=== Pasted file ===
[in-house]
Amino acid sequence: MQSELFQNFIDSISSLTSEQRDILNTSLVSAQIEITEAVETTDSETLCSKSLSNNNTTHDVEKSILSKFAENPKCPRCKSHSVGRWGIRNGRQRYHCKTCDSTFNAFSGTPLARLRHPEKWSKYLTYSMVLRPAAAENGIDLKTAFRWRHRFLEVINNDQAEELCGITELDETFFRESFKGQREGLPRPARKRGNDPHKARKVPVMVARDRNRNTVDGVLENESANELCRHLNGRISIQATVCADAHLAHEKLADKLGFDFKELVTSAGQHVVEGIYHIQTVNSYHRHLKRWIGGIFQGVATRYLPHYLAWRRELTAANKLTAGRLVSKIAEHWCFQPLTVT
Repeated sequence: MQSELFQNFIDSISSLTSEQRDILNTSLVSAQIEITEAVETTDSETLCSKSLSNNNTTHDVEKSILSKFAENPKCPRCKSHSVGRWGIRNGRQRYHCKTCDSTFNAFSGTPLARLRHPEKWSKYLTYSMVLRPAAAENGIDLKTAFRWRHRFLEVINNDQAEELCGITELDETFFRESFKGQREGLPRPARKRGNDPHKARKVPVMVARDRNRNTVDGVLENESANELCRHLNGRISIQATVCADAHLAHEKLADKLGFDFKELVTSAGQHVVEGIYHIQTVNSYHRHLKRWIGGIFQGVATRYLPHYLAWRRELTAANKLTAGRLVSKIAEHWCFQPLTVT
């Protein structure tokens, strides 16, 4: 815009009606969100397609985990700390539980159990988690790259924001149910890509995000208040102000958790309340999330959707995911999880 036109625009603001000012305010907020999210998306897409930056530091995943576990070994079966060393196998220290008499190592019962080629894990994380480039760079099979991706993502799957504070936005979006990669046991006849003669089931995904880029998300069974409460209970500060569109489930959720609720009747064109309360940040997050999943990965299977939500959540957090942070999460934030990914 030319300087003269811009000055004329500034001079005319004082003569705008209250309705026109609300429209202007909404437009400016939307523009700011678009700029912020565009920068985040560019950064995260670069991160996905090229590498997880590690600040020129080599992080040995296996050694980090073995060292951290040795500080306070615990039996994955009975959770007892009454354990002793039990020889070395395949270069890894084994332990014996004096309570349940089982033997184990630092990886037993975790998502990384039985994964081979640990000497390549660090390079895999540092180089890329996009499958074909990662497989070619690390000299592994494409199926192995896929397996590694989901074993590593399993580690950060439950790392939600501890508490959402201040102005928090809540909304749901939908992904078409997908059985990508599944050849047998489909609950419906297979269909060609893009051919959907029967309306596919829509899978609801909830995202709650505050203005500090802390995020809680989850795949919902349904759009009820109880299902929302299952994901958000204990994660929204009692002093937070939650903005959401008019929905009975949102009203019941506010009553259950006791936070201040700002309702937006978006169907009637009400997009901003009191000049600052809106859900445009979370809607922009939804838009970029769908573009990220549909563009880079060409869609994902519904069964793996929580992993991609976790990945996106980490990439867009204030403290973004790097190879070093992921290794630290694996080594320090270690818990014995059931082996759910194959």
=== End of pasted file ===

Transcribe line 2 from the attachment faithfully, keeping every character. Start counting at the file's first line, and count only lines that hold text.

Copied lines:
Amino acid sequence: MQSELFQNFIDSISSLTSEQRDILNTSLVSAQIEITEAVETTDSETLCSKSLSNNNTTHDVEKSILSKFAENPKCPRCKSHSVGRWGIRNGRQRYHCKTCDSTFNAFSGTPLARLRHPEKWSKYLTYSMVLRPAAAENGIDLKTAFRWRHRFLEVINNDQAEELCGITELDETFFRESFKGQREGLPRPARKRGNDPHKARKVPVMVARDRNRNTVDGVLENESANELCRHLNGRISIQATVCADAHLAHEKLADKLGFDFKELVTSAGQHVVEGIYHIQTVNSYHRHLKRWIGGIFQGVATRYLPHYLAWRRELTAANKLTAGRLVSKIAEHWCFQPLTVT